Maryland Gov. Harry Hughes today mounted an aggressive defense of his administration's handling of the state's savings and loan crisis, assigning most of the blame to industry "high rollers" and "self-dealers," and absolving himself of the responsibility for any regulatory failures in state government.

Opening a hastily called news conference with a lengthy report card on his efforts to deal with the thrift industry crisis since it erupted in May, Hughes appeared to be testing out themes he will use in his expected race for the U.S. Senate in 1986.

Hughes promised that "these self-dealers who started it will be brought to justice," and defended his administration's record in "protecting depositors and balancing that against protecting the taxpayers of this state."

Asked later how much responsibility he should assume for the regulatory failures that permitted some savings and loan owners to invest widely in highly speculative real estate ventures in violation of state regulations, Hughes said in essence that he should not be held accountable for the inaction of bureaucrats.

"I am the governor of this state and if something goes wrong within the administration . . . there are those who feel the governor is the person responsible." Asked whether he shared that view, Hughes said, "No. I feel I am responsible to do the best job I can in seeing those things don't occur, but even a governor is human . . . . I don't think anybody can point the full blame on any one person, including the governor."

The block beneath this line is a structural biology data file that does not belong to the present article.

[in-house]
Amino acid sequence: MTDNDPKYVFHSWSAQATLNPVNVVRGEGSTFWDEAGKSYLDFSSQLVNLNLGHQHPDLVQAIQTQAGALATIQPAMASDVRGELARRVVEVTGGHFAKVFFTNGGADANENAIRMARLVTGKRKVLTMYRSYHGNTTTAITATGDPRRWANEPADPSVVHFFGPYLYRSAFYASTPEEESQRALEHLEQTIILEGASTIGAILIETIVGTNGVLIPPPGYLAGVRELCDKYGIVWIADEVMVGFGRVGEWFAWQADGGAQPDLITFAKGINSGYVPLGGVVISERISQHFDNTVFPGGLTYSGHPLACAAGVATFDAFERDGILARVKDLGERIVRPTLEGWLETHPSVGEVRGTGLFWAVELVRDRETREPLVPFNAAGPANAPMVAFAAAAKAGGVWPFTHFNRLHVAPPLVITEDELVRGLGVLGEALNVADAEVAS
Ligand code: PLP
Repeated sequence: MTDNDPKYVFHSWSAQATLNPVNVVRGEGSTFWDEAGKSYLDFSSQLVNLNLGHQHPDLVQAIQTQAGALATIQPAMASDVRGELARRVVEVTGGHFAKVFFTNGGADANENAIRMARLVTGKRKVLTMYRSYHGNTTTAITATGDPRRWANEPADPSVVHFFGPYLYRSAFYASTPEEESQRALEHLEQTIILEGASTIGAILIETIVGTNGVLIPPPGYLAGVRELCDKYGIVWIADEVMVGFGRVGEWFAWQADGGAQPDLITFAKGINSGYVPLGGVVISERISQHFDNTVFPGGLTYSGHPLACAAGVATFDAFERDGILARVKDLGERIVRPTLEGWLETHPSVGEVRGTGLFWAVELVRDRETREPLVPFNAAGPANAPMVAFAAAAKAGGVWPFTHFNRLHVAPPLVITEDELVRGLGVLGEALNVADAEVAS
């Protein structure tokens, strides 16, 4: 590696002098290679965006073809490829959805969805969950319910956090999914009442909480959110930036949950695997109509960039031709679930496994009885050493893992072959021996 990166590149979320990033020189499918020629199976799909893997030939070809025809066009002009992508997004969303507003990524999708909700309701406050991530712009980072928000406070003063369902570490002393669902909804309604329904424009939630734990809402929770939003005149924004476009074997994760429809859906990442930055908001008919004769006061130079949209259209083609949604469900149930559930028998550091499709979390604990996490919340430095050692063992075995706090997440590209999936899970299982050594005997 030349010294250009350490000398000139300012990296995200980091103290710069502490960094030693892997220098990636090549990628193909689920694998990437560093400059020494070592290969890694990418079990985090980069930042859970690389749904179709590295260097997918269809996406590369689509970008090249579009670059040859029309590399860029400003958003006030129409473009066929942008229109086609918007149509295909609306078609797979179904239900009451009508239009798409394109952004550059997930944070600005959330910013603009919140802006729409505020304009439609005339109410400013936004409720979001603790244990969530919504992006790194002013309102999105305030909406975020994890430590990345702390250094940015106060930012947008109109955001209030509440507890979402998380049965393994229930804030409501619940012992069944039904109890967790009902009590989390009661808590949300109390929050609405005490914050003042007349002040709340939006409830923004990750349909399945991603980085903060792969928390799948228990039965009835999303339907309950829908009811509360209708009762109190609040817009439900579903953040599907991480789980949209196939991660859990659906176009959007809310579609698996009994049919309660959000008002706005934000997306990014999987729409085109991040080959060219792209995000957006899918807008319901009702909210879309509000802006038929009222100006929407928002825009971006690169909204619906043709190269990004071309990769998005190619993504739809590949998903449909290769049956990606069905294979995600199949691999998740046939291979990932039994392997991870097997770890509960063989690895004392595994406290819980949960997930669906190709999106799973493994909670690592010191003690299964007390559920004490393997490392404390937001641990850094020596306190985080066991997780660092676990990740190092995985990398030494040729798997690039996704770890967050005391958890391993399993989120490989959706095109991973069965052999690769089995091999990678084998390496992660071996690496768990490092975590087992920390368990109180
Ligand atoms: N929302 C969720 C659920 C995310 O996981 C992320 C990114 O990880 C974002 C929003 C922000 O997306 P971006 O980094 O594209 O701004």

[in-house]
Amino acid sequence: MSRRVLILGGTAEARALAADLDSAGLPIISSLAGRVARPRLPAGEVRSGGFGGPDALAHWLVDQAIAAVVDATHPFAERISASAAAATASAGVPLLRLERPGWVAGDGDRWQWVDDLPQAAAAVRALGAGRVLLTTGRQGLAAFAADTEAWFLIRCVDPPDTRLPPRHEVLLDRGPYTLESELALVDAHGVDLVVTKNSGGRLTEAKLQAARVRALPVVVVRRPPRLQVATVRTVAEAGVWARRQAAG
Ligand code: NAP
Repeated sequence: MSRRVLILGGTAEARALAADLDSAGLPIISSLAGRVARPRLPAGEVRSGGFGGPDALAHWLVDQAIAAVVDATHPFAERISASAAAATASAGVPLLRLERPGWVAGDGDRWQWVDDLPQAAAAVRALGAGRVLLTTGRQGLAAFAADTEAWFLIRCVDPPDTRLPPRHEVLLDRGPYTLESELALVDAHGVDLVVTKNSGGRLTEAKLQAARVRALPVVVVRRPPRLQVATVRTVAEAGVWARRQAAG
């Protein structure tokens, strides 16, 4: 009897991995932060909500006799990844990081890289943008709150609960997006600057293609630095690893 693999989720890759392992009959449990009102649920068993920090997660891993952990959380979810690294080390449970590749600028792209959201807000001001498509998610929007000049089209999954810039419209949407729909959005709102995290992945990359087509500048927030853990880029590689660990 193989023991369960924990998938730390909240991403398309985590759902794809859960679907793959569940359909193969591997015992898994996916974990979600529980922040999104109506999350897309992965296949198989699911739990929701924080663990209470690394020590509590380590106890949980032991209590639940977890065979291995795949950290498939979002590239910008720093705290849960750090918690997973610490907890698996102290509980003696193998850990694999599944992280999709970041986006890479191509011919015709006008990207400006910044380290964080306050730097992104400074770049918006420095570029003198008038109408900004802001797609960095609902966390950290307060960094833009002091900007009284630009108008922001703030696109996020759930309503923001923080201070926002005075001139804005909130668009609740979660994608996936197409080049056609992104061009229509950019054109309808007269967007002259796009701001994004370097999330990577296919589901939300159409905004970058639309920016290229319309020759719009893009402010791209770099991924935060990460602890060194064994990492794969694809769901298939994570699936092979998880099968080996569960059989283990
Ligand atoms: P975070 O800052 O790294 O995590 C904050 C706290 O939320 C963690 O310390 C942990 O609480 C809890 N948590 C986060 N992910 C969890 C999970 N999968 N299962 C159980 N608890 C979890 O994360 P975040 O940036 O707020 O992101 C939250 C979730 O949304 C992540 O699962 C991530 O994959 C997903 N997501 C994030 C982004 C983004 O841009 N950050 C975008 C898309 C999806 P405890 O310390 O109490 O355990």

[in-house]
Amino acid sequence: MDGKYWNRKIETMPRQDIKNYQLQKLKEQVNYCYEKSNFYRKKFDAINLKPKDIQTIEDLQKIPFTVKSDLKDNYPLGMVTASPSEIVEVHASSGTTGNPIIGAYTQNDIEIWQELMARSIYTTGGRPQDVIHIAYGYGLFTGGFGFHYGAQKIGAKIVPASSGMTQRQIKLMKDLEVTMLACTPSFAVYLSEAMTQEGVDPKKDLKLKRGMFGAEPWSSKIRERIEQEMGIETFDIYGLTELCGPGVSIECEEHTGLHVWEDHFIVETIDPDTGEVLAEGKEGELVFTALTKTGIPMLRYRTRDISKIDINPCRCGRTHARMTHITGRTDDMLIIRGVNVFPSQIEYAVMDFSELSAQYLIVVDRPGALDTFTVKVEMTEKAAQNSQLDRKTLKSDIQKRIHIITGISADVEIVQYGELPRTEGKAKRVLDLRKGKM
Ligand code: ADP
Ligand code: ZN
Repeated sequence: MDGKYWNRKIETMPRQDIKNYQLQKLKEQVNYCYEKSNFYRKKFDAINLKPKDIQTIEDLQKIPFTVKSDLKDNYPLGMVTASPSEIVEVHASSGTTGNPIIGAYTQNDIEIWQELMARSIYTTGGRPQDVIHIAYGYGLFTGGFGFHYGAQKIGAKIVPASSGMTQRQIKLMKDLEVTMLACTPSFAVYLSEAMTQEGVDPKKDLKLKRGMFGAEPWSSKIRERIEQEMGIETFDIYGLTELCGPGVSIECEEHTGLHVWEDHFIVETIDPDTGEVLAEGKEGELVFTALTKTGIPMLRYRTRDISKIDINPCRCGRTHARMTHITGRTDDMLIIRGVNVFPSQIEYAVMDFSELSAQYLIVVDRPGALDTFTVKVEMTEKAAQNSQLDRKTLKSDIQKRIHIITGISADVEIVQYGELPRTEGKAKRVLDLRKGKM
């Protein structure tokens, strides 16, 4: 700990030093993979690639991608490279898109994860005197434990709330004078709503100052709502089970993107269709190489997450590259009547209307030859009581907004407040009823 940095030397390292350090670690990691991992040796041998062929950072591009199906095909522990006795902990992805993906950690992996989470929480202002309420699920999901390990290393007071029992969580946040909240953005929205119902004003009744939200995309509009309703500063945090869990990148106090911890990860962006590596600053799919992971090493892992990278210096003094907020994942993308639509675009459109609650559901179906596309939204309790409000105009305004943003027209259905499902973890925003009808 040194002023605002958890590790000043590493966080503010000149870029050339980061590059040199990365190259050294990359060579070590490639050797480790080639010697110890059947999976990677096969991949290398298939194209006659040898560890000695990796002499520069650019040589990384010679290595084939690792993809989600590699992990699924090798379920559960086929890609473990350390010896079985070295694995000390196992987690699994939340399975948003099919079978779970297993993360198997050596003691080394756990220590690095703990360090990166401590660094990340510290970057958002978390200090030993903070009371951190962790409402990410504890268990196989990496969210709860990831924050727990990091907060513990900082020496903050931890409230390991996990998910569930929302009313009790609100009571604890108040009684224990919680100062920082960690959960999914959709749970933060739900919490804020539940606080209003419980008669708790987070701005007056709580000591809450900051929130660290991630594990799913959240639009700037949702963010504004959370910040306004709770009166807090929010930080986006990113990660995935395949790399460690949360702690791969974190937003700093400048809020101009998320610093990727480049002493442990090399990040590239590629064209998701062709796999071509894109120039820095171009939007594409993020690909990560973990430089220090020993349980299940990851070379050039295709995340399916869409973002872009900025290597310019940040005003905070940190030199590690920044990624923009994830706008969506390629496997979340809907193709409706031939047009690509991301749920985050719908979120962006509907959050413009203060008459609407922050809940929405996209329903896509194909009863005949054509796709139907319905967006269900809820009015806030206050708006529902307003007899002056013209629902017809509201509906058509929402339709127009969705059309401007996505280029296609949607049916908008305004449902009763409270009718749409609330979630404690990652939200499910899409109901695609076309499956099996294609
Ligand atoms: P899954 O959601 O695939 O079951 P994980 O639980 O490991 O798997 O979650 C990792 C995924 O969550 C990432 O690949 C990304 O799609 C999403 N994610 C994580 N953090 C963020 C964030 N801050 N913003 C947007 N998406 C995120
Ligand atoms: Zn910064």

Hughes' handling of the thrift crisis -- including the question of whether his own regulators were lax in failing to foresee or prevent it -- is expected to be an issue in the Senate race where the governor will likely face three other Democrats in the September 1986 primary.

The governor's statements today expanded on an orchestrated effort within his administration to use tough language in talking about the need to prosecute industry executives who contributed to the crisis. Hughes first adopted that theme at his last regularly scheduled news conference a month ago when he talked of the "unbounded greed" of some in the thrift industry. And it continued on Tuesday when his aides briefed legislators on a prospective deal under which Chase Manhattan Corp. is expected to acquire three Maryland thrifts.

But today was the first time Hughes had publicly assessed his own responsibility for the crisis, and rather than shoulder the blame himself, he deflected it onto the industry and an atmosphere of "deregulation" he said has been "emanating out of Washington" since the early 1980s.